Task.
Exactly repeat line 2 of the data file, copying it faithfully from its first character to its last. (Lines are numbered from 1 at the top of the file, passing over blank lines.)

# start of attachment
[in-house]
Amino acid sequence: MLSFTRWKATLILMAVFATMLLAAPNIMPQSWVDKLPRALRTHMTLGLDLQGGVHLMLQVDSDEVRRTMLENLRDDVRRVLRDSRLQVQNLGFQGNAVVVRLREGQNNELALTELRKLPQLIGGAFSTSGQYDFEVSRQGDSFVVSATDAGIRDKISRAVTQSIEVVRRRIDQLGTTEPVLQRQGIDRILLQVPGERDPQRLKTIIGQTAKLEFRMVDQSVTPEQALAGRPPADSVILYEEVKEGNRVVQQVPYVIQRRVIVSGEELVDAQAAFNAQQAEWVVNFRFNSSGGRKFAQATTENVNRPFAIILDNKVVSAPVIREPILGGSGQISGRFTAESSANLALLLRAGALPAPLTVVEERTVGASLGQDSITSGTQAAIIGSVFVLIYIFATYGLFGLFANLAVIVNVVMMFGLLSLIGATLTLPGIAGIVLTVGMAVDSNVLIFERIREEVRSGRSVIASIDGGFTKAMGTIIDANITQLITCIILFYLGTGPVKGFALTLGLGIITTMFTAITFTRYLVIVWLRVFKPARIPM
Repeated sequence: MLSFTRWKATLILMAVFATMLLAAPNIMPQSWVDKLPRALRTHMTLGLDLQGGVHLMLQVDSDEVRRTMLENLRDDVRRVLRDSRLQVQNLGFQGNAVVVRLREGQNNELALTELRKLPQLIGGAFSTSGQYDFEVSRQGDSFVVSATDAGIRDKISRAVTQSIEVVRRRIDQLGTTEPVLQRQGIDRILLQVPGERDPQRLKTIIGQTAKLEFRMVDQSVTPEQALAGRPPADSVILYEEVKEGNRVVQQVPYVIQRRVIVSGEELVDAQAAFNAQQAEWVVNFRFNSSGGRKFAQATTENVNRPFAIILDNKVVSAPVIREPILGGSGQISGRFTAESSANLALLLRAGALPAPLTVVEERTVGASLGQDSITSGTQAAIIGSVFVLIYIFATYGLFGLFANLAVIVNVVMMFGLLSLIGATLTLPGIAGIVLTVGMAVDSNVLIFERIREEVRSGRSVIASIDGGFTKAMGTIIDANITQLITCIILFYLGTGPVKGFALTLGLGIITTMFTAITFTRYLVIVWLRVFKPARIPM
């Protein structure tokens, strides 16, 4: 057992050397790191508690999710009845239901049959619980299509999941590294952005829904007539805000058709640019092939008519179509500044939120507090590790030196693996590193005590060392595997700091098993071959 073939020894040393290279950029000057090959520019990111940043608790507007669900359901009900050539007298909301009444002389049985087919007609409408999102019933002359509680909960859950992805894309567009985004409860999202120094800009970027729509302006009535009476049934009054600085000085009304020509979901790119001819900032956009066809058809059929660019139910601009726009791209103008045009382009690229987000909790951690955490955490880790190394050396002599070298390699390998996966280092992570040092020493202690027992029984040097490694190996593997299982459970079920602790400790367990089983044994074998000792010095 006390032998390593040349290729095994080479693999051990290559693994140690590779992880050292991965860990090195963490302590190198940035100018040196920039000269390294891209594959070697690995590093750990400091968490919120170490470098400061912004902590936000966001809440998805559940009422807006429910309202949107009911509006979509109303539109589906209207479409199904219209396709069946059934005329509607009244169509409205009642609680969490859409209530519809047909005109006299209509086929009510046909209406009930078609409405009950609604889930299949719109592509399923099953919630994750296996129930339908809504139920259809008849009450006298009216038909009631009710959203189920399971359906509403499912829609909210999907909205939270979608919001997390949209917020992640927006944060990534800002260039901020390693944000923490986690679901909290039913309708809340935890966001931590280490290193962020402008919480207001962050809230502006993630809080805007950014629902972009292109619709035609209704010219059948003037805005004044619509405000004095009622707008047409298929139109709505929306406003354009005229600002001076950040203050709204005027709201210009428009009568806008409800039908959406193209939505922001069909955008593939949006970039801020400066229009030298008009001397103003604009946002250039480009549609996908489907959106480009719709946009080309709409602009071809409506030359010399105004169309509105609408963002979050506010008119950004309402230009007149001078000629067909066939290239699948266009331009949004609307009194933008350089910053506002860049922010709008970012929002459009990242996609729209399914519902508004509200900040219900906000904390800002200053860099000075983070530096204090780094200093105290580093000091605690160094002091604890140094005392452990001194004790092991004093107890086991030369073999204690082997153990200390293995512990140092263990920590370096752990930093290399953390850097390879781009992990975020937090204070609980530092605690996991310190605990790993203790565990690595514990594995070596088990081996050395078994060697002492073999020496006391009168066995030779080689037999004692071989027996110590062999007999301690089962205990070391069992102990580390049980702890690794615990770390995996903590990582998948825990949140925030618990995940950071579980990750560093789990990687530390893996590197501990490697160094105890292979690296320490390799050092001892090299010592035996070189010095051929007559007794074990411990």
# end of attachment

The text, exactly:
Amino acid sequence: MLSFTRWKATLILMAVFATMLLAAPNIMPQSWVDKLPRALRTHMTLGLDLQGGVHLMLQVDSDEVRRTMLENLRDDVRRVLRDSRLQVQNLGFQGNAVVVRLREGQNNELALTELRKLPQLIGGAFSTSGQYDFEVSRQGDSFVVSATDAGIRDKISRAVTQSIEVVRRRIDQLGTTEPVLQRQGIDRILLQVPGERDPQRLKTIIGQTAKLEFRMVDQSVTPEQALAGRPPADSVILYEEVKEGNRVVQQVPYVIQRRVIVSGEELVDAQAAFNAQQAEWVVNFRFNSSGGRKFAQATTENVNRPFAIILDNKVVSAPVIREPILGGSGQISGRFTAESSANLALLLRAGALPAPLTVVEERTVGASLGQDSITSGTQAAIIGSVFVLIYIFATYGLFGLFANLAVIVNVVMMFGLLSLIGATLTLPGIAGIVLTVGMAVDSNVLIFERIREEVRSGRSVIASIDGGFTKAMGTIIDANITQLITCIILFYLGTGPVKGFALTLGLGIITTMFTAITFTRYLVIVWLRVFKPARIPM